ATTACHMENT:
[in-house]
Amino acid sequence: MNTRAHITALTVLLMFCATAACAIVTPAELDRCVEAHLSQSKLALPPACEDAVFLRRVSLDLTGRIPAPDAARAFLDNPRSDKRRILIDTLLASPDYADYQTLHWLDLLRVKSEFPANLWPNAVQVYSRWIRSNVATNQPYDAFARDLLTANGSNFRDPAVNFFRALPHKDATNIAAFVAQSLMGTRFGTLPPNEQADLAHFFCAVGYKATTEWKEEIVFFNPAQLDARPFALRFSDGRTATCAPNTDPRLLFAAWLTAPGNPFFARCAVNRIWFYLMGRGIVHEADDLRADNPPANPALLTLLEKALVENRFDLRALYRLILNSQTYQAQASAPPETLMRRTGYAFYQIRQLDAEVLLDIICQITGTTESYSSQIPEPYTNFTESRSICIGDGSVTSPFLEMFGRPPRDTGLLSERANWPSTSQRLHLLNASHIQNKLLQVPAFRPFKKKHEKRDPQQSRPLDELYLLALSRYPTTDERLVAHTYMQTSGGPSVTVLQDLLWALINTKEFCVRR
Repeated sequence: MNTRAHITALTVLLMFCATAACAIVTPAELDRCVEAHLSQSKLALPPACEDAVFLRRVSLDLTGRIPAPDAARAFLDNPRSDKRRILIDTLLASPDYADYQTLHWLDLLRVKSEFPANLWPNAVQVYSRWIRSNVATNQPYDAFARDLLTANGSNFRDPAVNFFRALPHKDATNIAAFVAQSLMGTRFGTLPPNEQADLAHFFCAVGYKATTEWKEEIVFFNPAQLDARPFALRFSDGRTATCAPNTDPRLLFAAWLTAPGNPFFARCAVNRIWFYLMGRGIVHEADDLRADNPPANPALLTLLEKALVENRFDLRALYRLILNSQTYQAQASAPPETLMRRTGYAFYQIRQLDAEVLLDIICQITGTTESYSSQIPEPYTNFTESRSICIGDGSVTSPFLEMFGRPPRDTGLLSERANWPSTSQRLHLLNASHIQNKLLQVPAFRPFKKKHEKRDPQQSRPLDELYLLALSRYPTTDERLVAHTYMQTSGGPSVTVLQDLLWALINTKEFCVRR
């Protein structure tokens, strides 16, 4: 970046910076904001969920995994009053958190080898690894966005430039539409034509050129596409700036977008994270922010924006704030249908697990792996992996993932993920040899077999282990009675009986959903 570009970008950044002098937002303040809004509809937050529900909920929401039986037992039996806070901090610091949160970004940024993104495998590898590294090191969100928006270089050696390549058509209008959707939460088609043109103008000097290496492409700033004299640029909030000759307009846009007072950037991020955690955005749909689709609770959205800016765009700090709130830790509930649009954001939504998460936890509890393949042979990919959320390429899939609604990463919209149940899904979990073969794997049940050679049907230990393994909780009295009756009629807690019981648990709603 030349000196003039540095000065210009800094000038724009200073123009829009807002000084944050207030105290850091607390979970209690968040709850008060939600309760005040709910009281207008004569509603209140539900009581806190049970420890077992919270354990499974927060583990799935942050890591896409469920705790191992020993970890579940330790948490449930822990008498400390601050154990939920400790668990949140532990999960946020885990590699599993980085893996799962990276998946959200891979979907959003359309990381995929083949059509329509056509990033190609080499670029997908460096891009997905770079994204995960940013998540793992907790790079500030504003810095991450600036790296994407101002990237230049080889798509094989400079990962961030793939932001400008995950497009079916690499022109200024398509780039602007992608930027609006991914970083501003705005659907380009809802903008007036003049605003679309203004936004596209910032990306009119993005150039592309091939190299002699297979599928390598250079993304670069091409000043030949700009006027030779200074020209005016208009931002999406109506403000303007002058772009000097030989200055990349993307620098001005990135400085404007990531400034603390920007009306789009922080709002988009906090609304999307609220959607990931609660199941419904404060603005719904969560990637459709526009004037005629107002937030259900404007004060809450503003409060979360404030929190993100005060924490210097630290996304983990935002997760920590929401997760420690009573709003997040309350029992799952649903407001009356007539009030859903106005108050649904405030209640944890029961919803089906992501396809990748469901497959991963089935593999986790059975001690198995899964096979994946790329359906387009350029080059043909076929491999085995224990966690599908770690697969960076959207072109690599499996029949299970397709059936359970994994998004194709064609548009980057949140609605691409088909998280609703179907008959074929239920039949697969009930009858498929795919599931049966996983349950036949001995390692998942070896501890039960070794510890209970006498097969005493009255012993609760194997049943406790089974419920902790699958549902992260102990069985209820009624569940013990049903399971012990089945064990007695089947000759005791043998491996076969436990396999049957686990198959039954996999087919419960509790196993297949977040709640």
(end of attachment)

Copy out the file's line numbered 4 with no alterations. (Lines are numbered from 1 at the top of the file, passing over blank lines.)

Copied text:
């Protein structure tokens, strides 16, 4: 970046910076904001969920995994009053958190080898690894966005430039539409034509050129596409700036977008994270922010924006704030249908697990792996992996993932993920040899077999282990009675009986959903 570009970008950044002098937002303040809004509809937050529900909920929401039986037992039996806070901090610091949160970004940024993104495998590898590294090191969100928006270089050696390549058509209008959707939460088609043109103008000097290496492409700033004299640029909030000759307009846009007072950037991020955690955005749909689709609770959205800016765009700090709130830790509930649009954001939504998460936890509890393949042979990919959320390429899939609604990463919209149940899904979990073969794997049940050679049907230990393994909780009295009756009629807690019981648990709603 030349000196003039540095000065210009800094000038724009200073123009829009807002000084944050207030105290850091607390979970209690968040709850008060939600309760005040709910009281207008004569509603209140539900009581806190049970420890077992919270354990499974927060583990799935942050890591896409469920705790191992020993970890579940330790948490449930822990008498400390601050154990939920400790668990949140532990999960946020885990590699599993980085893996799962990276998946959200891979979907959003359309990381995929083949059509329509056509990033190609080499670029997908460096891009997905770079994204995960940013998540793992907790790079500030504003810095991450600036790296994407101002990237230049080889798509094989400079990962961030793939932001400008995950497009079916690499022109200024398509780039602007992608930027609006991914970083501003705005659907380009809802903008007036003049605003679309203004936004596209910032990306009119993005150039592309091939190299002699297979599928390598250079993304670069091409000043030949700009006027030779200074020209005016208009931002999406109506403000303007002058772009000097030989200055990349993307620098001005990135400085404007990531400034603390920007009306789009922080709002988009906090609304999307609220959607990931609660199941419904404060603005719904969560990637459709526009004037005629107002937030259900404007004060809450503003409060979360404030929190993100005060924490210097630290996304983990935002997760920590929401997760420690009573709003997040309350029992799952649903407001009356007539009030859903106005108050649904405030209640944890029961919803089906992501396809990748469901497959991963089935593999986790059975001690198995899964096979994946790329359906387009350029080059043909076929491999085995224990966690599908770690697969960076959207072109690599499996029949299970397709059936359970994994998004194709064609548009980057949140609605691409088909998280609703179907008959074929239920039949697969009930009858498929795919599931049966996983349950036949001995390692998942070896501890039960070794510890209970006498097969005493009255012993609760194997049943406790089974419920902790699958549902992260102990069985209820009624569940013990049903399971012990089945064990007695089947000759005791043998491996076969436990396999049957686990198959039954996999087919419960509790196993297949977040709640």